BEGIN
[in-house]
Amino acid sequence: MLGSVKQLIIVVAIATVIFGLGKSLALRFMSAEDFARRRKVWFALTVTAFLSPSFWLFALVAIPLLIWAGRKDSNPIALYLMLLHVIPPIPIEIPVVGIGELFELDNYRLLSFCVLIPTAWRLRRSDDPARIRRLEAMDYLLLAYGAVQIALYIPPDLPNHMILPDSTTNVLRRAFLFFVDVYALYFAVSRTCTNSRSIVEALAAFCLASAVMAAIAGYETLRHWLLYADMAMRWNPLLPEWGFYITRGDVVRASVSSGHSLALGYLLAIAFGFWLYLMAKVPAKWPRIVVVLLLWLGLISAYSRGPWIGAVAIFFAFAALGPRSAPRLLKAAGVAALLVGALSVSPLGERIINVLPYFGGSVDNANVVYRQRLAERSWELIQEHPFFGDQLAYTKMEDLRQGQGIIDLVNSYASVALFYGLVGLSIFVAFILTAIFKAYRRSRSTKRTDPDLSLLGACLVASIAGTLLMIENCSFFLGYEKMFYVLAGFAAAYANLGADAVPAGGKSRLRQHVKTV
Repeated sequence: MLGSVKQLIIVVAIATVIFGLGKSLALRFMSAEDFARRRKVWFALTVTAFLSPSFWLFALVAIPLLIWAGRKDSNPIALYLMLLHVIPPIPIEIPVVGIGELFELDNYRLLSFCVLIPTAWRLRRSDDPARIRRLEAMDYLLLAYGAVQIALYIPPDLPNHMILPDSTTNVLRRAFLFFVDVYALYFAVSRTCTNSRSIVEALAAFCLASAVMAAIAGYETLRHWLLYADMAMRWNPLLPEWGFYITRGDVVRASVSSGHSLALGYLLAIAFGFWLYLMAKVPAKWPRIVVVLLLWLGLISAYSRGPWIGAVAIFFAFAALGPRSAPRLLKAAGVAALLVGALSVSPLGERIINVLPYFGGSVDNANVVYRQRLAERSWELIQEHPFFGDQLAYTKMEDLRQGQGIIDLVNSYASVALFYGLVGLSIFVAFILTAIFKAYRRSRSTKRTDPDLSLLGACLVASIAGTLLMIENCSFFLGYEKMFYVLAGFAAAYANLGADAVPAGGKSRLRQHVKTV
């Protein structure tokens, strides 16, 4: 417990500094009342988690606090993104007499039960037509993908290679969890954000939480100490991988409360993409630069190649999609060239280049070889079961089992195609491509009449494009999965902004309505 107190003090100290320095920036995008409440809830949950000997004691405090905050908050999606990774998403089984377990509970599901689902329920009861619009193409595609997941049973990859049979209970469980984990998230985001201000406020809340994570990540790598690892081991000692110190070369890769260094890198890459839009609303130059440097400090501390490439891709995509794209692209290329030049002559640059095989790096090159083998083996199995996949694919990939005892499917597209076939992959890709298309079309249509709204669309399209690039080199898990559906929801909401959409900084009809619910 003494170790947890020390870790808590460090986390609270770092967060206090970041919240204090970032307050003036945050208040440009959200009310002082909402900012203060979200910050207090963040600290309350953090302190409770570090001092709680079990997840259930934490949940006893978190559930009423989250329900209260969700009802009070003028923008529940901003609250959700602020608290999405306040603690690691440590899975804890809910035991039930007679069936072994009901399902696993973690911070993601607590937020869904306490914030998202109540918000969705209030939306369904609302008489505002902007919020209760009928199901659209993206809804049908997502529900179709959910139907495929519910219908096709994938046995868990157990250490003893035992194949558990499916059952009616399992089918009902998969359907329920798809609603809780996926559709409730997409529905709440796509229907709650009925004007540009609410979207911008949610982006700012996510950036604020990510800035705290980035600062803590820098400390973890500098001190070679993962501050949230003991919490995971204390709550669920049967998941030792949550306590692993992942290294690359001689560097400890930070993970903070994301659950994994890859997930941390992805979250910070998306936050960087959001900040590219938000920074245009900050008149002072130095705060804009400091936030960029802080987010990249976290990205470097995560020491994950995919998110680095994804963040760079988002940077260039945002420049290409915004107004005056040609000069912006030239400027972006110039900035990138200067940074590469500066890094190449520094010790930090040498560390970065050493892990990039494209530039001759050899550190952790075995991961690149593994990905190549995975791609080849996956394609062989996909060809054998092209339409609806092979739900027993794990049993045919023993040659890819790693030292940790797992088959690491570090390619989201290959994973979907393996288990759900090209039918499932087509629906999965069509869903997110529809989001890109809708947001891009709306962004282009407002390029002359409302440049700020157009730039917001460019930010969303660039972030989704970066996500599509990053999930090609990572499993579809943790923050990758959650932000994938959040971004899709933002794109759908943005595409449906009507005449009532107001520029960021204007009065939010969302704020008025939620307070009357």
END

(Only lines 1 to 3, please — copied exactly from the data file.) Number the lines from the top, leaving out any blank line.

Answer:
[in-house]
Amino acid sequence: MLGSVKQLIIVVAIATVIFGLGKSLALRFMSAEDFARRRKVWFALTVTAFLSPSFWLFALVAIPLLIWAGRKDSNPIALYLMLLHVIPPIPIEIPVVGIGELFELDNYRLLSFCVLIPTAWRLRRSDDPARIRRLEAMDYLLLAYGAVQIALYIPPDLPNHMILPDSTTNVLRRAFLFFVDVYALYFAVSRTCTNSRSIVEALAAFCLASAVMAAIAGYETLRHWLLYADMAMRWNPLLPEWGFYITRGDVVRASVSSGHSLALGYLLAIAFGFWLYLMAKVPAKWPRIVVVLLLWLGLISAYSRGPWIGAVAIFFAFAALGPRSAPRLLKAAGVAALLVGALSVSPLGERIINVLPYFGGSVDNANVVYRQRLAERSWELIQEHPFFGDQLAYTKMEDLRQGQGIIDLVNSYASVALFYGLVGLSIFVAFILTAIFKAYRRSRSTKRTDPDLSLLGACLVASIAGTLLMIENCSFFLGYEKMFYVLAGFAAAYANLGADAVPAGGKSRLRQHVKTV
Repeated sequence: MLGSVKQLIIVVAIATVIFGLGKSLALRFMSAEDFARRRKVWFALTVTAFLSPSFWLFALVAIPLLIWAGRKDSNPIALYLMLLHVIPPIPIEIPVVGIGELFELDNYRLLSFCVLIPTAWRLRRSDDPARIRRLEAMDYLLLAYGAVQIALYIPPDLPNHMILPDSTTNVLRRAFLFFVDVYALYFAVSRTCTNSRSIVEALAAFCLASAVMAAIAGYETLRHWLLYADMAMRWNPLLPEWGFYITRGDVVRASVSSGHSLALGYLLAIAFGFWLYLMAKVPAKWPRIVVVLLLWLGLISAYSRGPWIGAVAIFFAFAALGPRSAPRLLKAAGVAALLVGALSVSPLGERIINVLPYFGGSVDNANVVYRQRLAERSWELIQEHPFFGDQLAYTKMEDLRQGQGIIDLVNSYASVALFYGLVGLSIFVAFILTAIFKAYRRSRSTKRTDPDLSLLGACLVASIAGTLLMIENCSFFLGYEKMFYVLAGFAAAYANLGADAVPAGGKSRLRQHVKTV